Study abroad office

The UA Office of Study Abroad and International Exchange, which has a building on Storer Avenue, matches students with international education programs and oversees their study abroad trips. About 100 students studied abroad this semester, roughly 1,000 fewer students than in the fall 2019 semester, but applications for future programs have been pouring in.

Although the spread of the omicron variant of COVID-19 has resulted in some countries reinstituting tight travel restrictions, most countries remain open to U.S. travelers, and many UA students are eager to study abroad after the pandemic made it nearly impossible for over a year.

President Donald Trump first announced bans on travel from more than two dozen countries in March 2020. That same month, domestic and international travel in and from the U.S. plummeted. On April 1, 2020, the number of travelers who passed through U.S. airport security checkpoints was just 124,021, down nearly 95% from the same date in 2019, according to the Transportation Security Administration.

By December 2020, between 5 million and 13 million people were checking into U.S. airports each day for domestic and international flights, down from 17 million to more than 25 million each day in December 2019, according to data published in the Journal of Air Transport Management.

While most travel bans have been and remain lifted, and international travel is once more on the rise, many restrictions and requirements are still in place. Masks are required for domestic and international air travel, and some airlines require proof of a negative COVID-19 test to fly. Dozens of countries require travelers to have negative test results or be fully vaccinated against COVID-19 to enter.

Director of Study Abroad and International Exchange Sarah Malloy said while travel is more feasible than it was in 2020 and early 2021, the process of sending students to study abroad remains complicated. U.S. Department of State and CDC risk ratings and travel advisories for countries across the globe are dynamic and at the mercy of changing pandemic conditions.

“One of the things that’s made reopening study abroad trickier is we have an international travel policy that governs where we can send people across the globe,” Malloy said. “And this is really similar at most institutions across the U.S. where they have an international travel policy.”

About 100 UA students studied abroad this semester, a large decline from before the pandemic. In 2019, the Office of Study Abroad and International Exchange oversaw between 1,100 to 1,200 students participating in programs in 50 different countries, Malloy said.

After many international travel restrictions and advisories were relaxed in 2021, more students are willing and able to travel despite lingering pandemic uncertainties. The study abroad office received more applications this semester for spring HogsAbroad programs than Malloy has ever seen, she said.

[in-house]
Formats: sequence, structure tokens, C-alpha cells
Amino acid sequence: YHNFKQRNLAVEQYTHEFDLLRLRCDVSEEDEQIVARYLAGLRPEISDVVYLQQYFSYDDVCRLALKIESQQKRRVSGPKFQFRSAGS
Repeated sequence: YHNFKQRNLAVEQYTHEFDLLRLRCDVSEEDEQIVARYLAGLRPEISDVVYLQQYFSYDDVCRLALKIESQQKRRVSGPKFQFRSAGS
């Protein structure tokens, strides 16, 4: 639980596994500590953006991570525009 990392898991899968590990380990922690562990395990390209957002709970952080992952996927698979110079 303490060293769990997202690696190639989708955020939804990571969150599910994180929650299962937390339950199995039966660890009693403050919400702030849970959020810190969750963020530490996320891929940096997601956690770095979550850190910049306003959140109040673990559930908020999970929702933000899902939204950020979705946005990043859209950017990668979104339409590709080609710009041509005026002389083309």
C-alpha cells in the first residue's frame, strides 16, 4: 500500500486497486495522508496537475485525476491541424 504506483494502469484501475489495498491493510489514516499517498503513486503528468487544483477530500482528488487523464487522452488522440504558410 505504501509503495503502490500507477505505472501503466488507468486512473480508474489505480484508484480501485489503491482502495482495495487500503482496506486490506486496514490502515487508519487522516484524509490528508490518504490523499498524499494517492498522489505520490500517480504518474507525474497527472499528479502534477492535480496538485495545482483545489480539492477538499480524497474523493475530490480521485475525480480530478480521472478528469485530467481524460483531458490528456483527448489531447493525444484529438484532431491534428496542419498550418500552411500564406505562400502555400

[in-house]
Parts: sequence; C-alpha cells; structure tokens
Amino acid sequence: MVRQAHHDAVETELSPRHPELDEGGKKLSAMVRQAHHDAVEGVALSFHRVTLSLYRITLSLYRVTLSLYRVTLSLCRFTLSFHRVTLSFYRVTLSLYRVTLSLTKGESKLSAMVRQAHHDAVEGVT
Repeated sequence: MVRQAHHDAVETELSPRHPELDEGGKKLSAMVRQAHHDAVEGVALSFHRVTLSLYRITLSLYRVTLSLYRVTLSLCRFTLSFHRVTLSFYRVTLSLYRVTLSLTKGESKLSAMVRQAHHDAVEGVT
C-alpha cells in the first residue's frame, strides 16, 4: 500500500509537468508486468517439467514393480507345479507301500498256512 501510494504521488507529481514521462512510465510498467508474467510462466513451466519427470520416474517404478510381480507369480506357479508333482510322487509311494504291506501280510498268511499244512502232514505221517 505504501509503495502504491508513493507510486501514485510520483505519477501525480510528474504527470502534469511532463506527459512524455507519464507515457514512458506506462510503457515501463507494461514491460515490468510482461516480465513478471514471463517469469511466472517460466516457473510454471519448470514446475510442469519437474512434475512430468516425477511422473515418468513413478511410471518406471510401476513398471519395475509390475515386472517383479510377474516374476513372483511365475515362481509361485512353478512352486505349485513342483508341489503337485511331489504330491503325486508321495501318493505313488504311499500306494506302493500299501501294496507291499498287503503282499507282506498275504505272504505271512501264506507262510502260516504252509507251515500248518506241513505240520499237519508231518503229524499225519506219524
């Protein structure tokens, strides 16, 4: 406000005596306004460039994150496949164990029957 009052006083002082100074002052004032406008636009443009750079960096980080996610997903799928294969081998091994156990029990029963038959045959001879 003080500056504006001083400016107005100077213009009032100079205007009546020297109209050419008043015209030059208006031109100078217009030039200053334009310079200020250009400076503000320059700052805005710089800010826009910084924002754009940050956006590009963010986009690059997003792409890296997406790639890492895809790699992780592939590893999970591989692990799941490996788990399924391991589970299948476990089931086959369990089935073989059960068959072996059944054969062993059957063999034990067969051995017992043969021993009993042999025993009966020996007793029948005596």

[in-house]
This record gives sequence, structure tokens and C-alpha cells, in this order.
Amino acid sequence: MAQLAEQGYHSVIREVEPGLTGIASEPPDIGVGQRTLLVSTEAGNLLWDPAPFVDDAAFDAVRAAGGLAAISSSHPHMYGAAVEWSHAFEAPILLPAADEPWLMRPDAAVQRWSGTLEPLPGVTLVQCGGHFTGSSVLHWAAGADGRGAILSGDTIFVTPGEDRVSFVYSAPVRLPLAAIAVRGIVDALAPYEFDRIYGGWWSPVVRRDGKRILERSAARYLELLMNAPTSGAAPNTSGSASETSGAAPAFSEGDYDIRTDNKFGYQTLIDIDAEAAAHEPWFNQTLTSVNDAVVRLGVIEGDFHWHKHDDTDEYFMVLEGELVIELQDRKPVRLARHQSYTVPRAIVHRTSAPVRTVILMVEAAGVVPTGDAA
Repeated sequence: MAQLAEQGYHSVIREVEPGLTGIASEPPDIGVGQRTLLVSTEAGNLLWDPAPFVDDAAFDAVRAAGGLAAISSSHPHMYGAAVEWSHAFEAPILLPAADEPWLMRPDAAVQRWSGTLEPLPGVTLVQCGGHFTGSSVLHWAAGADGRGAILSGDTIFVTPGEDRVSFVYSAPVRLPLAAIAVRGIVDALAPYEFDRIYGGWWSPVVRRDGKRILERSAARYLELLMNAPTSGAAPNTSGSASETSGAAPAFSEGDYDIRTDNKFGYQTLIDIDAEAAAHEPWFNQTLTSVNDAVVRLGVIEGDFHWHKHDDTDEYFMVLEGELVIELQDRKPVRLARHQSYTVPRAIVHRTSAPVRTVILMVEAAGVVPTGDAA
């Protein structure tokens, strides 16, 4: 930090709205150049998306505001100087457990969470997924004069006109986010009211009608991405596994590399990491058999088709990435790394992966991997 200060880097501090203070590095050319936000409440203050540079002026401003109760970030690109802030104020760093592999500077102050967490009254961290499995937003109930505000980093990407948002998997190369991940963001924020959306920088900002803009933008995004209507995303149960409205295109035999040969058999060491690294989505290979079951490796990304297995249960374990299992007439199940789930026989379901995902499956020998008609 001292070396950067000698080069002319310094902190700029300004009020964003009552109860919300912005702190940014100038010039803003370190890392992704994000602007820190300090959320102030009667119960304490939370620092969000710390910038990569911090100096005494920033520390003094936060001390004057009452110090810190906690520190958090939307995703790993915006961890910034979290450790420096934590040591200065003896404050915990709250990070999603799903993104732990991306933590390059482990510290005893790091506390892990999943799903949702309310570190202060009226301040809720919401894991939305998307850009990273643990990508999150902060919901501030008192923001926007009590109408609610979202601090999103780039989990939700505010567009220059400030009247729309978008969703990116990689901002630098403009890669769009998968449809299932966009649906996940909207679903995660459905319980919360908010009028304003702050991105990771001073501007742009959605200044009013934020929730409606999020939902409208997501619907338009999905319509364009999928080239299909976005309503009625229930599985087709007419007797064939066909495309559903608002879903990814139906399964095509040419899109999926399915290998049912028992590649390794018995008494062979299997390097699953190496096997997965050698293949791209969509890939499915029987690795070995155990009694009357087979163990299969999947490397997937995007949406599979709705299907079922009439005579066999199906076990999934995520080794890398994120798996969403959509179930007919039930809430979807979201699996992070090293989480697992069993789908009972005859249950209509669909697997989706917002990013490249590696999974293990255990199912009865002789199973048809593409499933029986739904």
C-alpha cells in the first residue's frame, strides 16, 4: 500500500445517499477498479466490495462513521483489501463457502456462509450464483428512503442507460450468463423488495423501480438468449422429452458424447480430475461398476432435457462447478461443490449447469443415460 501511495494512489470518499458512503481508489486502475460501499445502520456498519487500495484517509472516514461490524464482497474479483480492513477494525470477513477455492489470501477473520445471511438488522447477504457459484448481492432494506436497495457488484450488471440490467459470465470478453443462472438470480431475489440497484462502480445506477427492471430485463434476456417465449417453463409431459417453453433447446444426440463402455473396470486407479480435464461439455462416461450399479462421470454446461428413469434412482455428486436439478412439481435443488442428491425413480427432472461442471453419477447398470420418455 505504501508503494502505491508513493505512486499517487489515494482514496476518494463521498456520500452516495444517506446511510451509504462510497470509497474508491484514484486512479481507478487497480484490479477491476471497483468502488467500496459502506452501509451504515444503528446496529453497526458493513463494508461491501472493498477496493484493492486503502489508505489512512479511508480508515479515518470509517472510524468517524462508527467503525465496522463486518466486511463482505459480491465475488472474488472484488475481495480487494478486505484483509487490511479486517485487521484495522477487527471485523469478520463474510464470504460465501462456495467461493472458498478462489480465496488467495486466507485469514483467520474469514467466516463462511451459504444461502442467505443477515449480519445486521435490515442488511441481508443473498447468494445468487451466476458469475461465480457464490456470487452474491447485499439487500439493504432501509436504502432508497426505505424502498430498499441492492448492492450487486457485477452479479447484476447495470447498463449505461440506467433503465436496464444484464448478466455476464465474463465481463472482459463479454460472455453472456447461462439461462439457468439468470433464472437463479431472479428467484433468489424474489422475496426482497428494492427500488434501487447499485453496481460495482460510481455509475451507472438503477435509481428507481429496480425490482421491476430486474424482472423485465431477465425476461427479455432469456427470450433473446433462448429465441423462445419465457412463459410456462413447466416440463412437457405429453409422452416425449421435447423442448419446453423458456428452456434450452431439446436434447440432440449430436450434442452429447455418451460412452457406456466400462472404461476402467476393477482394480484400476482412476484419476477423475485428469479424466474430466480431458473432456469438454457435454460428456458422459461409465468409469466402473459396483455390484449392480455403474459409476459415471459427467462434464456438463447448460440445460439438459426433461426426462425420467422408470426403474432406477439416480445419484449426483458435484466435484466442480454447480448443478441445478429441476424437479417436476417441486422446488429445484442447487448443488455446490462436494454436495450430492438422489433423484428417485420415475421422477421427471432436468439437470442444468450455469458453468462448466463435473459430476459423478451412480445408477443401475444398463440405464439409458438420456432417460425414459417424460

Students like Danielle Shaver, a senior majoring in social work and psychology, are only now getting the opportunity to study abroad after waiting for over a year.

Shaver planned to study abroad in Fall 2020 for four months in Madrid, Spain, but her trip was canceled because of COVID-19. She reapplied for the program for the spring 2021 semester, but she was denied again because of the ongoing pandemic. She tried again for the fall 2021 semester and her trip was approved, until three weeks before she was supposed to leave.

Shaver received an email in August informing her that enrollment in the program was too low for it to proceed as planned. Instead of embarking on her trip to Madrid, Shaver was transferred into a program in Valencia, Spain.

“Now I’m very happy it turned out that way,” Shaver said. “I ended up loving Valencia, but it was very stressful.”

Shaver’s trip was also shortened from four months to three, which meant she could not take one of the classes required to complete her Spanish minor. The lost credit hours led Shaver to change her minor to substance use disorders so she could still graduate with two majors and a minor, she said.

While some students were finally able to study abroad this semester, others missed their window, including Meredith Wilson, a graduate student who was supposed to travel to Ireland for about a month in summer 2020 when she was an undergraduate.

When Wilson’s plans were canceled, she found she had to complete the credits she would have taken during her study abroad program during the summer term and face the financial effects of the cancellation. Her airplane tickets were partially refunded and replaced with vouchers that could only be used during the year 2020. However, Wilson did not feel safe traveling during 2020, she said.

Wilson received a scholarship from the university that would have covered most of her study abroad expenses, but she had to return it, unused, when she graduated. Wilson plans on traveling to Ireland on her own to make up for the canceled trip, but feels like she missed out on a part of her education, she said.

“One thing that does suck though, is we don’t really get the professional experience that we would have gotten with the study abroad,” Wilson said. “My trip I am going to be taking by myself is just going to be a lot more culturally and historically based, and not as much business- and accounting-based as it would have been with the program.”

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